I’ve noticed some people doing search terms for debouncing and I figured I would post my method of debouncing inputs from switches. Some people have a big thing with using caps and resistors and gates with hysteresis but I prefer to simply use a cheap microcontroller because the result is programmable, MCU’s are cheap and there are fewer parts than the usual arrangements. Here is a crude circuit diagram of the debouncer. for this circuit the arrangement is (Input GP3 -> Output GP1)(Input GP2 -> Output GP0)

The problem with some other MCU methods is that people often try checking every 5ms to see if two successive input were high. This is a faulty approach since it can be computationally wasteful and can still produce noise. My approach is as follows:

  1. read the input on a loop
  2. if the input is high, increment a counter up to a certain maximum (say 90)
  3. if the counter goes above a certain amount (say 60) then turn on the output
  4. if the input is low, decrement the counter until it reaches 0
  5. if the counter goes below a certain amount (say 30) then turn off the output
  6. Don’t change the value of the output between 30 and 60

What this does is ensures that there is an area of hysteresis where the noise or bounce of the switch will not generate noise on the output. You can play with the rules to suit your specific need and improve responsiveness or make the output resilient to accidental triggering. This is the reason why for some more important things I have used this method. I have used a pic16f505 for this purpose as well with larger arrays of buttons. Having a programmed method that you can change easily can give you an easy ‘jellybean’ solution for these kinds of problems. Mind you of course when dealing with switches in high noise environments you may need to optoisolate or run TVSs on the switch.

If you’ve read any of my other posts you’ll know that I like the PIC10F200 MCUs simply because of their simplicity and the fact that a lot of people write them off as useless. This design is pretty crude as you can see and that leads me into the topic of the compiler. First,  here is a sample hex file for debouncing - debounce. This hex is programmed to premit a pressed switch to activate after 11ms.

I recently bought a suite of compilers from OshonSoft since I drifted over there out of pure chance. This company is a one man show who sells a variety of BASIC compilers for PIC, Z80 and 8085 processors. I tried the 10f compiler and was immediately impressed with how, for so inexpensively, there was a useful tool for simulation and programming.

I’ve only used the 10f compiler so far but it beats the tar out of PicBASIC Pro, as far as I can tell thus far. Not a lot of frills or gimmicks but it outputs very tight code. Here’s the source for the debouncer pic10f200. You can download a demo version of the 10f simulator at his website.

Well, anyways, that’s my little treatise on the subject. Also, for those of you on a tight budget and just getting into microcontrollers, Oshonsoft might be a good place to buy a compiler that’s reasonably simple.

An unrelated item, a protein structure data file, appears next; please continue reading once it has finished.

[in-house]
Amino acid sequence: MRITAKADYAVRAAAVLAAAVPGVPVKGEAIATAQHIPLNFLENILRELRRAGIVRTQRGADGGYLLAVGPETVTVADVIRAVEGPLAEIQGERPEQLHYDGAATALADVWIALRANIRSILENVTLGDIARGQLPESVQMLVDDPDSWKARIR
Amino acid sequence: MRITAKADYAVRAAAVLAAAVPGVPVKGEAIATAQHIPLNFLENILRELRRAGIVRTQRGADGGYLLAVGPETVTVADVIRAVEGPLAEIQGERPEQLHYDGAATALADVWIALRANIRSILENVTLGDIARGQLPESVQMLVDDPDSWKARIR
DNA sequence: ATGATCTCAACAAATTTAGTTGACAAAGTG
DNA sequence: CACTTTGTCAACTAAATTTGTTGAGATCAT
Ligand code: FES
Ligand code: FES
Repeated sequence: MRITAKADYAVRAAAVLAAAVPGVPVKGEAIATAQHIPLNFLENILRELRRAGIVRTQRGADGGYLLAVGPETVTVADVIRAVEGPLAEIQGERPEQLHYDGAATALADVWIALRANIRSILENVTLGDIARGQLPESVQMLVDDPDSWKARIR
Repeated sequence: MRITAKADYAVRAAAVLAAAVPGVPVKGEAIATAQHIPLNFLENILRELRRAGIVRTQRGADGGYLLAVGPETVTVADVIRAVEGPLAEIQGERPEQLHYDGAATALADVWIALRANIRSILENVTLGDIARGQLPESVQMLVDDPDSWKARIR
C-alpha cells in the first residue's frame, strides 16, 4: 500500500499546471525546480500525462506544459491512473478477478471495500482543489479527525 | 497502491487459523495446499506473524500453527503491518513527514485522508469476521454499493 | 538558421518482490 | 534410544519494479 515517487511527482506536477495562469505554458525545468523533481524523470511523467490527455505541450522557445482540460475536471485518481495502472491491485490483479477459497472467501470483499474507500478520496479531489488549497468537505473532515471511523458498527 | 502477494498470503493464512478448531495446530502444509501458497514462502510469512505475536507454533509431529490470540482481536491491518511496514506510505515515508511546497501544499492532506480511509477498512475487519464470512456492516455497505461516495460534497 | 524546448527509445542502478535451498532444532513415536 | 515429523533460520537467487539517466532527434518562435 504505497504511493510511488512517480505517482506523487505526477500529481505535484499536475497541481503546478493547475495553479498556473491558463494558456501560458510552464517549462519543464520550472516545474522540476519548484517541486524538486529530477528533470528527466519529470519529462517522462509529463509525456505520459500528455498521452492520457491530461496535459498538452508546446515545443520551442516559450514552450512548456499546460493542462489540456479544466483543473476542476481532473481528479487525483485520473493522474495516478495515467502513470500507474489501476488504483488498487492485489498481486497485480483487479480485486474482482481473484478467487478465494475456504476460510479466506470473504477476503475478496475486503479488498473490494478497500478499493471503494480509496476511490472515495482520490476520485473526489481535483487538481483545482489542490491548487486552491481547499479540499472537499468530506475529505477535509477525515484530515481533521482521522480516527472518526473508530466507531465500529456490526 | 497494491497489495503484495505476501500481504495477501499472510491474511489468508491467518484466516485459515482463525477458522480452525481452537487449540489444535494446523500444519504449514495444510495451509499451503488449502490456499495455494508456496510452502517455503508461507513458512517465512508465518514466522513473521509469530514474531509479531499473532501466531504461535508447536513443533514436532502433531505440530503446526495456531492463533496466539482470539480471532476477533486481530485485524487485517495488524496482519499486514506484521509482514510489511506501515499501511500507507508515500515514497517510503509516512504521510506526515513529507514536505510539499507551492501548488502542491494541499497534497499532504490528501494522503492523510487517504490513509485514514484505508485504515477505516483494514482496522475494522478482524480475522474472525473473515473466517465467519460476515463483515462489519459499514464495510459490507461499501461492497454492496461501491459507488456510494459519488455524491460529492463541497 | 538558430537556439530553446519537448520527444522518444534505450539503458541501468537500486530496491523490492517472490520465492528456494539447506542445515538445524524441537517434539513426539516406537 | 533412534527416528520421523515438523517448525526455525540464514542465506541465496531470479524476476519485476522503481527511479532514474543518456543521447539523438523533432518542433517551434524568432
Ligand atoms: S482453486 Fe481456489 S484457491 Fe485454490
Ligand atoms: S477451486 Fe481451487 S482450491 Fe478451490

Ugluino, the ugly Arduino powered robot

So, even though I’ve built a wide variety of crap over the last few years, all of them with varying utility, I’ve decided to build a quick robot. With oodles of free time and the feeling of having to go back to work on the horizon after what feels like an eternity of holiday (1 week) I quickly grabbed a bunch of stuff I had sitting around and put this guy together with all the grace of a kindergarten macaroni art sculpture.

Ugluino Being Built

Based off of an Arduino Nano, this guy works just fine. I don’t like using Arduinos for the following reasons.

  • Perceived lack of control of what’s going on inside
  • Feels like cheating since it’s so easy
  • Arduino UI is kind of shitty, especially for larger source files.
  • When dealing with AI routines, making it difficult to use multiple files is a minus

Anyways, i plugged ahead and quickly pounded this out with the following IO

  • Input – The only one, the Echo pin on the ultrasonic sensor
  • Output – Trigger on ultrasonic sensor
  • 4 Digital output – for controlling direction on SN754410 Quad half h-bridge driver. These go to two gear motors which are attached directly to wheels
  • 1 PWM out for duty on motors
  • 1 attached servo out of the servo to turn the sensor
The back end of the Ugluino

Most everything worked out swimmingly until I fucked around with some wiring and produced a short. I hooked the robot on to the USB supply on my computer, I noticed after a few second that the power to the unit wasn’t running… hmmm POOF! Well, as it turned out, there was a problem with the wiring to the ultrasonic dealy and it blew what I beleive was a zener diode

I wasn’t able to figure out exactly what it was, I suspect that it is a zener diode that selects between main power and USB since it is on the output of the VReg. I could be wrong. Since I didn’t have any more Arduino Nano’s I simply tried to fix it and soldered a wire across the offending gap. The device seems to work fine…? Anyways, if anyone know what that part was on the Arduino Nano v3.0, I’d like to know ’cause I couldn’t find the 3.0 Schematics and the design has moved those parts around.

Anyways, The robot moves around based on a very simple algorithm.

  1. Stop Moving
  2. Scan from 40Deg Right to 40 Deg Left in 10 deg increments
  3. return appropriate movement from a function that analyses it
  4. execute proper movement (Forward, Backward, Right, Left, Hard Right and Hard Left)
  5. rinse
  6. repeat

It seemed to work reasonably well. I’d like to build a more sturdy version for shits and giggles so that I can play with the algorithms. I’m probably gonna build one with a PIC18F2685 instead of an Arduino. Also, instead of a single sensor, I will use IR proximity sensors to detect low lying objects. Moving the sensor with the Servo make the robot seem more intelligent than it actually is like it’s ‘looking around’. I quite like that. 🙂

Anyways, it’s my first post of the year, considering it’s January 1st and 3:52 am as I write this. maybe I should go to bed. Here’s a video of it getting around.